As the Supreme Court explained in Cold Metal Process Co. v. United Engineering & Foundry Co., 351 U.S. 445, 76 S.Ct. 904, 100 L.Ed. 1311 (1956), this is the exact type of case for which Rule 54(b) was designed.   In that case, the district court disposed of all but one claim on the merits.   That claim was Defendant's counterclaim which the court “removed ․ from the trial calendar” without prejudice.   Id. at 446, 76 S.Ct. at 905.   When Plaintiff appealed, Defendant moved to dismiss arguing that the district court had not made the required Rule 54(b) certification.   With the permission of the court of appeals, the district court amended its judgment to add the required certification.   The Supreme Court held that the court of appeals had jurisdiction over the appeal if satisfied that the district court had not abused its discretion in certifying the appeal under Rule 54(b).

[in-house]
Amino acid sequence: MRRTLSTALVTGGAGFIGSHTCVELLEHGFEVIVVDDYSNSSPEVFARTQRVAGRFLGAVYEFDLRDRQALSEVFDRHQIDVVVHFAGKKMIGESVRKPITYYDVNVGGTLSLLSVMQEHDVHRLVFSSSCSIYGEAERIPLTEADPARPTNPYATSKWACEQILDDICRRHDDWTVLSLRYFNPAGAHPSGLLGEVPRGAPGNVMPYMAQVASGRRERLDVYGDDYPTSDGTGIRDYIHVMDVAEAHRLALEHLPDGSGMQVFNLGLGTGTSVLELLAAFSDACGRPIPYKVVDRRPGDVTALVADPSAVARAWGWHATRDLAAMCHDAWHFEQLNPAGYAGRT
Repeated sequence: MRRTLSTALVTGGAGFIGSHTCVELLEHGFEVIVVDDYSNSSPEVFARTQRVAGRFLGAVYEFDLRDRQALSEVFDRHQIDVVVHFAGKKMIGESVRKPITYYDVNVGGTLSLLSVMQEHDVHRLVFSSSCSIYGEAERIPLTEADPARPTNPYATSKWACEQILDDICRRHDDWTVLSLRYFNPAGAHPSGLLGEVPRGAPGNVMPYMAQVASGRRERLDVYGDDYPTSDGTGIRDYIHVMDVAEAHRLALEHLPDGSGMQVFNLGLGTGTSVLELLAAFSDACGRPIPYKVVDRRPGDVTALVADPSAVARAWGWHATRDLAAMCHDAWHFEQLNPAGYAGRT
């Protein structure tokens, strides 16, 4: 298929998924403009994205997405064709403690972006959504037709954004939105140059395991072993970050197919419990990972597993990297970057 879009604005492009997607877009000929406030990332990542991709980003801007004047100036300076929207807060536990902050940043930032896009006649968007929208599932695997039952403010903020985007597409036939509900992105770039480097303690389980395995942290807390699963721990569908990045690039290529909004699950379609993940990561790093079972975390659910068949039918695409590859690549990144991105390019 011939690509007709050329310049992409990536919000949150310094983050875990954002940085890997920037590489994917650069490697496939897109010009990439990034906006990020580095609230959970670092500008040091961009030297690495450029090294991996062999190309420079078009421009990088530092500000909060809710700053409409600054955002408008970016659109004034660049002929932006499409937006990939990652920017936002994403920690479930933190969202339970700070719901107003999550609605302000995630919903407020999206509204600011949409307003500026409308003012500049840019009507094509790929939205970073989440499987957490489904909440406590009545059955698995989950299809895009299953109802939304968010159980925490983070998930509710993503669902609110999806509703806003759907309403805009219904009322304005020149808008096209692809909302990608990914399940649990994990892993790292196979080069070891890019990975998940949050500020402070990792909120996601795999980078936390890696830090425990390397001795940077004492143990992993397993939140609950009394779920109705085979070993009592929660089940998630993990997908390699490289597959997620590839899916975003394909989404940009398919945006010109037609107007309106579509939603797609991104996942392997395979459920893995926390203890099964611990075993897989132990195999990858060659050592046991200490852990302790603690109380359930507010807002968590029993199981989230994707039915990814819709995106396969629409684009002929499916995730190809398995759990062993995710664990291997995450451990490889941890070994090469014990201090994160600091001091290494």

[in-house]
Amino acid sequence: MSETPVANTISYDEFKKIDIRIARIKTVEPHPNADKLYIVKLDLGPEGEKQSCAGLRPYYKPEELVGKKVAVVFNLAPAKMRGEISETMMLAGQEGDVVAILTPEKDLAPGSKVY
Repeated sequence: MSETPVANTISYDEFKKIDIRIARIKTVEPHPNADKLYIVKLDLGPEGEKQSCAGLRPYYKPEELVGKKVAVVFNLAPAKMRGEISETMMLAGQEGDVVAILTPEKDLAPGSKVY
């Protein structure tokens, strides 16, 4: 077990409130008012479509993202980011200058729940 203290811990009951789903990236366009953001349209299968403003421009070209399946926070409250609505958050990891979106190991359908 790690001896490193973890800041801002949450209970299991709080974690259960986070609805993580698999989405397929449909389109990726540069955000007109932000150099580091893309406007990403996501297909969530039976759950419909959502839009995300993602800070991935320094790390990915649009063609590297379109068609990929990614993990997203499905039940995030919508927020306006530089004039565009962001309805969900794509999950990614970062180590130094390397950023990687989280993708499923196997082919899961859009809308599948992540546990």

Therefore, in accordance with the appropriate procedures outlined in Lewis v. B.F. Goodrich Co., 850 F.2d 641, 645-46 (10th Cir.1988) (en banc), we hereby notify Plaintiffs of the apparent jurisdictional defect in this matter.   Plaintiffs have until February 2, 1998, to secure a Rule 54(b) certification from the district court, or an order or judgment explicitly adjudicating all remaining claims.   If no certification or final dispositive adjudication is obtained and presented to this appellate court by that date, this case will be dismissed summarily for lack of appellate jurisdiction.



1.   Plaintiffs filed their complaint on July 19, 1994.   As a basis for federal court jurisdiction, Plaintiffs alleged diversity of citizenship between the parties and an amount in controversy in excess of $50,000.   Notably, § 205 of the Federal Courts Improvement Act of 1996, 110 Stat. 3847, increases the amount in controversy requirement for diversity jurisdiction from $50,000 to $75,000.   Subsection (b) provides that the amendment takes effect 90 days after the enactment of the Act, which was January 17, 1997.   The issue of whether the amendment applies retroactively to cases pending before that date, and if so, how that affects the jurisdiction of the district court in the present case is a matter to be resolved by the district court in the first instance.   In that connection, the district court may also consider on remand whether amendment to allege the increased jurisidictional amount should be permitted.